The study used three dolphins for its tests: Tanner was always the blindfolded subject and AJ and Kibby served as demonstrator dolphins. The study titled Blindfolded Imitation in a Bottlenose Dolphin is published in the International Journal of Comparative Psychology.

Tanner, who was previously trained in wearing the opaque latex eyecups, already knew how to imitate other dolphins' behaviors without blindfolds on. Nearly every time his eyes were covered, Tanner was able to imitate his playmate Kibby's actions, the researchers reported.

The study tested 19 motor and eight vocal behaviours, from waving a fin, to bobbing up and down, to spinning and even giggling. Training took numerous trials and, at first, involved only one eye cup used to blindfold Tanner. Researchers then moved on gradually to two eyecups. After the trials, trainers and researchers tested each behaviour twice while Tanner was sighted and blindfolded. The study was spread over 19 sessions in 11 weeks.

Since researchers sought to focus on whether dolphins can imitate companions while blindfolded, all the behaviours used in the study were already known to the dolphins.

Previous dolphin studies have shown dolphins can copy companion's whistles and motor behaviours, as well as computer-generated sounds. Dolphins also have a capacity to copy humans to some extent, according to Jaakkola.

The results are not at all surprising to Dr. Robin W. Baird, a research biologist at Cascadia Research Collective based in Olympia, Washington.

'This actually demonstrates that they are able to know what is going on in their environment at a different level than what they can just see,' said Baird, who works mostly with wild sea animals - such as dolphins, whales and seals - and did not participate in the study.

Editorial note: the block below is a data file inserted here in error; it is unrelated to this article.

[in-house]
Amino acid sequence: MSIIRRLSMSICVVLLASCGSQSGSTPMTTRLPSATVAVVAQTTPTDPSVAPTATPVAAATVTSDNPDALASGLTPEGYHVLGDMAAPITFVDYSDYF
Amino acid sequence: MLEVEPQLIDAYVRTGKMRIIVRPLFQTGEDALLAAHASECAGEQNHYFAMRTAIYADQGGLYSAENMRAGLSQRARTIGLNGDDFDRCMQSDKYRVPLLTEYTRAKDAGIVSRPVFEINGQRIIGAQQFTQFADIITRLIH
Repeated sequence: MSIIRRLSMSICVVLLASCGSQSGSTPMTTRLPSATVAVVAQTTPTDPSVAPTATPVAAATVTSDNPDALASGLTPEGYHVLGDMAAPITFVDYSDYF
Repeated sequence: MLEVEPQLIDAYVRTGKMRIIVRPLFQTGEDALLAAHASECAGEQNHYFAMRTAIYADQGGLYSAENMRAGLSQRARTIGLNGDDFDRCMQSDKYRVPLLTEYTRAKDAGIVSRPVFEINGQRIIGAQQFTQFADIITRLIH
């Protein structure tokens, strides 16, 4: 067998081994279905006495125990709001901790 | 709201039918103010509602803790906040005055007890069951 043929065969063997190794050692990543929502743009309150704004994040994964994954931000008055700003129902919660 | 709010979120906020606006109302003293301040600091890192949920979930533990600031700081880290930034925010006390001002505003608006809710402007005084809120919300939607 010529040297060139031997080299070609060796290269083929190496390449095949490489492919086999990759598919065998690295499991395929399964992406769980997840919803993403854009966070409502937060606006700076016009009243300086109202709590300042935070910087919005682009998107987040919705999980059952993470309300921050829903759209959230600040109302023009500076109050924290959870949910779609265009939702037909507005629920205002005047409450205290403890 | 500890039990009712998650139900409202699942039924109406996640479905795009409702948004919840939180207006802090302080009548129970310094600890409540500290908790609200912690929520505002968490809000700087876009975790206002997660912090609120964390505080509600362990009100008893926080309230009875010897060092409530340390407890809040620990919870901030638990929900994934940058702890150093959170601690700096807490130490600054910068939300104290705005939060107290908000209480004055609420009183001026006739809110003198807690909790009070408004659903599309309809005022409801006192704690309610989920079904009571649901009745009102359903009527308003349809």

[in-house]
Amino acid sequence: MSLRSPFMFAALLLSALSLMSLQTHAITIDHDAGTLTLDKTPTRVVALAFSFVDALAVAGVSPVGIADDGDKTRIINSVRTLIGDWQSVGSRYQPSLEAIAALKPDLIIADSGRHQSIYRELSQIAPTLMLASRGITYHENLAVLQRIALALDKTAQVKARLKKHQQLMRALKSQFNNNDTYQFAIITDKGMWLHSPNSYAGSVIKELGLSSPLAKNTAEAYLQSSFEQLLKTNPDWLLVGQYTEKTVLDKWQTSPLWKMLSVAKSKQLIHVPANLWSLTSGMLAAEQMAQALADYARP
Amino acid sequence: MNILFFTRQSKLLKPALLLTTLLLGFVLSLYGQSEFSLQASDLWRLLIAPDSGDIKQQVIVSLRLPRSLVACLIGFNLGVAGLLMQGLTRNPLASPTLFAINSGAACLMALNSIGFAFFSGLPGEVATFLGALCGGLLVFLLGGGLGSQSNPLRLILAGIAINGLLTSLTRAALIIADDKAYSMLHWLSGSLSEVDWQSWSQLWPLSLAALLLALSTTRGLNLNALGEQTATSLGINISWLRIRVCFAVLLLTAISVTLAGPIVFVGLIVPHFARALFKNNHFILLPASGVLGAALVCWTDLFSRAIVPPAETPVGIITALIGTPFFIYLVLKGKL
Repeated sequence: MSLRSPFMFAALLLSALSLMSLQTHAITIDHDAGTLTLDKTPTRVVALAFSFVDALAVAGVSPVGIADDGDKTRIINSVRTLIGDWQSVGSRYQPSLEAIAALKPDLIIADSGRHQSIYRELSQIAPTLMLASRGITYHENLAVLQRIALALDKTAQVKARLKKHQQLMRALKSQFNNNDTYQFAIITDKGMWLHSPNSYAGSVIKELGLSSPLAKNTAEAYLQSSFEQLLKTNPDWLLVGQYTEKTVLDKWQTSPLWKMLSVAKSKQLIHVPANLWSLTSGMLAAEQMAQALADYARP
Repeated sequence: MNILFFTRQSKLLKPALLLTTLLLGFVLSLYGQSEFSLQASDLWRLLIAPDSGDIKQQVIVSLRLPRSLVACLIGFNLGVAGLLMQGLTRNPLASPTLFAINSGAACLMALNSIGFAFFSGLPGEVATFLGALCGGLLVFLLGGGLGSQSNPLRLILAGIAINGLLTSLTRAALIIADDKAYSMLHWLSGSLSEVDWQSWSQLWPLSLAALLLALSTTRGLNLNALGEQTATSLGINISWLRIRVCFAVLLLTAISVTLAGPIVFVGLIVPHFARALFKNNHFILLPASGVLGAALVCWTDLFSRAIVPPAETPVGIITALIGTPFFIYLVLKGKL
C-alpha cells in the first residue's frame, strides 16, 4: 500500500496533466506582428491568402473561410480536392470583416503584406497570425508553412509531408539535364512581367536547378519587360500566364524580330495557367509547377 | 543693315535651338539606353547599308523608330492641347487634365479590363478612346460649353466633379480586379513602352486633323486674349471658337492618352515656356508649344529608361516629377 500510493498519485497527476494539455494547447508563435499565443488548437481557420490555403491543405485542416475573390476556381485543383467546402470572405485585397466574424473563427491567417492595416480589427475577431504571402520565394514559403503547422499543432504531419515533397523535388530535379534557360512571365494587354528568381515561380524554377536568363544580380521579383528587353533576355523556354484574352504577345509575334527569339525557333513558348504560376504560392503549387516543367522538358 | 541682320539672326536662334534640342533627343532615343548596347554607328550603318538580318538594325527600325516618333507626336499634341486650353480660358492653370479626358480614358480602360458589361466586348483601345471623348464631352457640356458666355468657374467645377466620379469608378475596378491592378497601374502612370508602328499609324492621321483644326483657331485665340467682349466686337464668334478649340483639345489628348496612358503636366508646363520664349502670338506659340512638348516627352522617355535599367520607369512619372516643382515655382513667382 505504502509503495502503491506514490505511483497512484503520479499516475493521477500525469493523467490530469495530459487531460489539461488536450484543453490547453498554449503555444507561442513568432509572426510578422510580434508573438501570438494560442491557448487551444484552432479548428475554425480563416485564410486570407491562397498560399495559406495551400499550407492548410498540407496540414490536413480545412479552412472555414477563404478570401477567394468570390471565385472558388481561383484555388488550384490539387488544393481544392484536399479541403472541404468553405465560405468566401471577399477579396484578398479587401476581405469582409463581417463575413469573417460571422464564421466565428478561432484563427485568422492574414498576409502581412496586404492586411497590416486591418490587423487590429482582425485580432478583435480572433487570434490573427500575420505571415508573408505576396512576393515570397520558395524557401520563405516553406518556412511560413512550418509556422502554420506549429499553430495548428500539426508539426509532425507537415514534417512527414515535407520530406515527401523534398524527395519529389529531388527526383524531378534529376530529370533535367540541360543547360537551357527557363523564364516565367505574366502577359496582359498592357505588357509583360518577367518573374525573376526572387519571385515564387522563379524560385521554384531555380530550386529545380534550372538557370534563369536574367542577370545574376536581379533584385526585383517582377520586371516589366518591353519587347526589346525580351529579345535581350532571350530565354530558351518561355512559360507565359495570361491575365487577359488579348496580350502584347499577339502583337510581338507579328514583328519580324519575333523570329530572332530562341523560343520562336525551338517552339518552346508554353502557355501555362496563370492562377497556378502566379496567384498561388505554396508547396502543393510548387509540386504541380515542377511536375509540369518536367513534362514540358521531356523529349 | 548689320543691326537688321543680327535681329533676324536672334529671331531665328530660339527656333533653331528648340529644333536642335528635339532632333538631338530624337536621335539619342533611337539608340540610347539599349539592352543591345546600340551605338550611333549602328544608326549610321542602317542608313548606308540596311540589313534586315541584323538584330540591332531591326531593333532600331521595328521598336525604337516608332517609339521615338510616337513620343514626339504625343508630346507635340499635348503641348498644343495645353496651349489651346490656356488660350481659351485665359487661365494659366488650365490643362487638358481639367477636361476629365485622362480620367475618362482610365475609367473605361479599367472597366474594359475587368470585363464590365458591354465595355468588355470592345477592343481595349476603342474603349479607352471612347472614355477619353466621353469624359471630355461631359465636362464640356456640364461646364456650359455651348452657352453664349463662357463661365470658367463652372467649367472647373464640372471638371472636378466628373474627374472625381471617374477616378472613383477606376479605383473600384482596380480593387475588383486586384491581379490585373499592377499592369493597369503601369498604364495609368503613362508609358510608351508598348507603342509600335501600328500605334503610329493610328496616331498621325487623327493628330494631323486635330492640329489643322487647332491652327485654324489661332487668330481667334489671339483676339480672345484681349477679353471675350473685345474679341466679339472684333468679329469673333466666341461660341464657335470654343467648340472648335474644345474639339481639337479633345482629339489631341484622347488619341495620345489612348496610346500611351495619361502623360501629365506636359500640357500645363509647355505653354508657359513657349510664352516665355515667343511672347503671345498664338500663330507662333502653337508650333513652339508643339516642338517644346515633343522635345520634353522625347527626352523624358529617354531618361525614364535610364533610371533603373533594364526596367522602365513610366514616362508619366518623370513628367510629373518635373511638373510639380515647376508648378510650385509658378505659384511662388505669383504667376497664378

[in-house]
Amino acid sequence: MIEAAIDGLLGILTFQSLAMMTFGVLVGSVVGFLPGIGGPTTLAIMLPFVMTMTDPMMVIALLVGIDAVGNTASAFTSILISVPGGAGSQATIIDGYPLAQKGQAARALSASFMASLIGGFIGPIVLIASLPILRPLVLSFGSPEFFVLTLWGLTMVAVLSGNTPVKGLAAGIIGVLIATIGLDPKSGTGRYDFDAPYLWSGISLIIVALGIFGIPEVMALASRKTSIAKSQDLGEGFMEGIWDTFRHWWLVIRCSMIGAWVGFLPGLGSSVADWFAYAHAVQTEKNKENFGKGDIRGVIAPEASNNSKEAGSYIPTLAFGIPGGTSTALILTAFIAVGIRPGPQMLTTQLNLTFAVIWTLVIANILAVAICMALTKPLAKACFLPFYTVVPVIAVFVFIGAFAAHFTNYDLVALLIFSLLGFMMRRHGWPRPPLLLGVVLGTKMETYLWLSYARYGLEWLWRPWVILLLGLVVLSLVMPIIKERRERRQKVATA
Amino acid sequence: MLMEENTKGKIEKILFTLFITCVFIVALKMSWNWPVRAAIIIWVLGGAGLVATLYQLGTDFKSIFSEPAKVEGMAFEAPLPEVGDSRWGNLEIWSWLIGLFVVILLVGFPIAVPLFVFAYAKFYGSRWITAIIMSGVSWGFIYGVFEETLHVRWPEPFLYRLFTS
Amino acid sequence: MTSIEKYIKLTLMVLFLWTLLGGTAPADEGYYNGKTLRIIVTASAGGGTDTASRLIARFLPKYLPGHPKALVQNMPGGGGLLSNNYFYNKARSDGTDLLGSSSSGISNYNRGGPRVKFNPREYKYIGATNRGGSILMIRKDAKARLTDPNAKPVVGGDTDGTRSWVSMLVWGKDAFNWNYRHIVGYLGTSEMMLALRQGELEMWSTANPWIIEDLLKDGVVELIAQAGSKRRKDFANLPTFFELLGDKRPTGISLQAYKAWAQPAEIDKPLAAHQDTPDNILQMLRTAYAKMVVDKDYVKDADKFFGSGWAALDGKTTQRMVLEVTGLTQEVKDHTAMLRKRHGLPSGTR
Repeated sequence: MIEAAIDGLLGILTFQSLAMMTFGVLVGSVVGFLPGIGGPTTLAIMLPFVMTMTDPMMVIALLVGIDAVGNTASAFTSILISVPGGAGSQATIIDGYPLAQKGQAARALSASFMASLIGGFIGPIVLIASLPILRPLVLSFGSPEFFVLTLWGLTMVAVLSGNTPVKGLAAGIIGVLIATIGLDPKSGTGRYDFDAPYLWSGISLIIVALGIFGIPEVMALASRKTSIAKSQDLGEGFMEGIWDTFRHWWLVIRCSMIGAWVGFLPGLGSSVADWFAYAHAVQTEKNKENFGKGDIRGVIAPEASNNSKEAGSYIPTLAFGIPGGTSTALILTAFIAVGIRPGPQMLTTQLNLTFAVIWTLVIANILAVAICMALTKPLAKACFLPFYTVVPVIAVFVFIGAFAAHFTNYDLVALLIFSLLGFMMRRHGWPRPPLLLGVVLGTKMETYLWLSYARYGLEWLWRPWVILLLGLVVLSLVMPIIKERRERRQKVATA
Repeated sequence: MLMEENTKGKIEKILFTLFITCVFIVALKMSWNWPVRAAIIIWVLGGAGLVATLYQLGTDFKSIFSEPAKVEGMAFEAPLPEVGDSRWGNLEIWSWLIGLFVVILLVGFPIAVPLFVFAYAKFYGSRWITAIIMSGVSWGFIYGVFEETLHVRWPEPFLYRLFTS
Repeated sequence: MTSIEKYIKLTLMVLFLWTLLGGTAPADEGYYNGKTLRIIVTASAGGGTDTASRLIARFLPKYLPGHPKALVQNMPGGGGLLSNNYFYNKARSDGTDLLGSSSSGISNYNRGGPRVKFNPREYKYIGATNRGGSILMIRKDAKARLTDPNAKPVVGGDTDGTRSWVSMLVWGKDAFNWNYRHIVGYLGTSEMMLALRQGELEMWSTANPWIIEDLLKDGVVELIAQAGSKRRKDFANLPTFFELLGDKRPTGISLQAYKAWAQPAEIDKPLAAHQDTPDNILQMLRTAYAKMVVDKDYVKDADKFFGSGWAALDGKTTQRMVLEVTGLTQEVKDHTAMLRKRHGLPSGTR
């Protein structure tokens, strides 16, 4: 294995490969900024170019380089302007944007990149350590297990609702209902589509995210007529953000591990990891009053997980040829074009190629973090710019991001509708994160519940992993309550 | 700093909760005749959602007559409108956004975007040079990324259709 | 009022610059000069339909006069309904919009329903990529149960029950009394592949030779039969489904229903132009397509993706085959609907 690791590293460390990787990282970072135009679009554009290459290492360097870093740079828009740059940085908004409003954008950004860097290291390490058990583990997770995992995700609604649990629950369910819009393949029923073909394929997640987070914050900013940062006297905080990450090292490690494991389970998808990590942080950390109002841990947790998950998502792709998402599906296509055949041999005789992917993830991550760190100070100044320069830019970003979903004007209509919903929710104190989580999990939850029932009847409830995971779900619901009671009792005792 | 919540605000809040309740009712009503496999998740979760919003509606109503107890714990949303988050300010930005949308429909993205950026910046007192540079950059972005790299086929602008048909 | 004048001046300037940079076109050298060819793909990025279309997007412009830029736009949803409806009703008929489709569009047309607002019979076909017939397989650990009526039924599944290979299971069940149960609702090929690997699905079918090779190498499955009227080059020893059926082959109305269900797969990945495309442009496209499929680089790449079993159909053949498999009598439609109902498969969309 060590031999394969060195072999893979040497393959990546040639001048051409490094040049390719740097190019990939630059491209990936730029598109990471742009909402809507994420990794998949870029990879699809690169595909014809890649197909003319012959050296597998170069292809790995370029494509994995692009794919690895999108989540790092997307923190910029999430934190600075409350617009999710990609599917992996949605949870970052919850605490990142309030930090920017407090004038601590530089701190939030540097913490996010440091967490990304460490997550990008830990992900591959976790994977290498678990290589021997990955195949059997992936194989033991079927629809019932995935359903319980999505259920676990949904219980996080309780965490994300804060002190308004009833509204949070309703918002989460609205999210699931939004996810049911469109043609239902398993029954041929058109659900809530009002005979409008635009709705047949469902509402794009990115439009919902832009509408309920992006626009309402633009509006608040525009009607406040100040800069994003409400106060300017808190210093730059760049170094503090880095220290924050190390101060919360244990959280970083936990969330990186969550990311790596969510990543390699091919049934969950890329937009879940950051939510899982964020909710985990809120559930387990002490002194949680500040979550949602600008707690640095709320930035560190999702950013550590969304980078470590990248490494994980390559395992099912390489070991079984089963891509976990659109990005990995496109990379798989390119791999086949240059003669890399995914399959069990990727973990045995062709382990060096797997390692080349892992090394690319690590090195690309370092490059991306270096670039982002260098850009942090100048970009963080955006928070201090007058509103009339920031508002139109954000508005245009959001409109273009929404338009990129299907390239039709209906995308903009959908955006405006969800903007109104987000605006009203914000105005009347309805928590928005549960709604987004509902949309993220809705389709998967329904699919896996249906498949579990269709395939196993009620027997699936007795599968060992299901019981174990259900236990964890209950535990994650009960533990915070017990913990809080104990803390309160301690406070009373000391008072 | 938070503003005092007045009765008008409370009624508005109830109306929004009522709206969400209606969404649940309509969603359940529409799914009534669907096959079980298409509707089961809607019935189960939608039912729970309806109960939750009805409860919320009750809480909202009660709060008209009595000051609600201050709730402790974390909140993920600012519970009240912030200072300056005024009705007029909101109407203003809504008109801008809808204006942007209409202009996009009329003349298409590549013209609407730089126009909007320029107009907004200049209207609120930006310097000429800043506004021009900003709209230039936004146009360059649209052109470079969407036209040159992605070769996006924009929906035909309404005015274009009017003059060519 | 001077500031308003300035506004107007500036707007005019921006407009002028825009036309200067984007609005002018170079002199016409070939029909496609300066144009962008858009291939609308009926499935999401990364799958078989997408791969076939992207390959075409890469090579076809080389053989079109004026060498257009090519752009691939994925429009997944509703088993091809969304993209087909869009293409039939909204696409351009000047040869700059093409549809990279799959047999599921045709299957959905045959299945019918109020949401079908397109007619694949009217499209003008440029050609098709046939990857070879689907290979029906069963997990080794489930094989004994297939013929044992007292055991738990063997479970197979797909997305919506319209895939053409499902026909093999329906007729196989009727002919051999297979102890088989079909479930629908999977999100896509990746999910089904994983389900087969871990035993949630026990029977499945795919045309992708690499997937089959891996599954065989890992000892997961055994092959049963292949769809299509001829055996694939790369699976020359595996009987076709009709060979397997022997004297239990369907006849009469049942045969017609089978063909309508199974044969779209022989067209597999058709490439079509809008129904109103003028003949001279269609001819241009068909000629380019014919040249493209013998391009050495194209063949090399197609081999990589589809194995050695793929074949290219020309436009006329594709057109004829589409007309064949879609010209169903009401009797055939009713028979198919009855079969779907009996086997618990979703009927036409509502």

Janet Mann, a professor of biology and psychology at Georgetown University, read the study but wasn't involved in the research and said it's still unclear if Tanner was echolocating or one of the other dolphins.

'They didn't localize who was echolocating, so we could not rule out that it was the model and not Tanner,' she said. She also said the authors didn't consider so-called 'kinesthetic cues.'

'That is, if someone was twirling in the water next to you, then you might be able to tell by the water movement that they were twirling or could feel the bubbles if they were kicking away from you," she added.

It was the same question raised with Clever Hans, a horse which in the late 19th century in Germany was said to be able to spell or solve any mathematical problem by stomping his hoof with the answer. Later studies determined the horse was receiving unintentional cues from the questioners.

As for dolphins, researchers say they are intent on learning much more about their nature. For one, they want to know if dolphins imitate each other naturally to learn something new. Researchers also say they want to further test whether dolphins can imitate a novel behaviour in the playful, thought-provoking animals.

Read the full story here: Daily Mail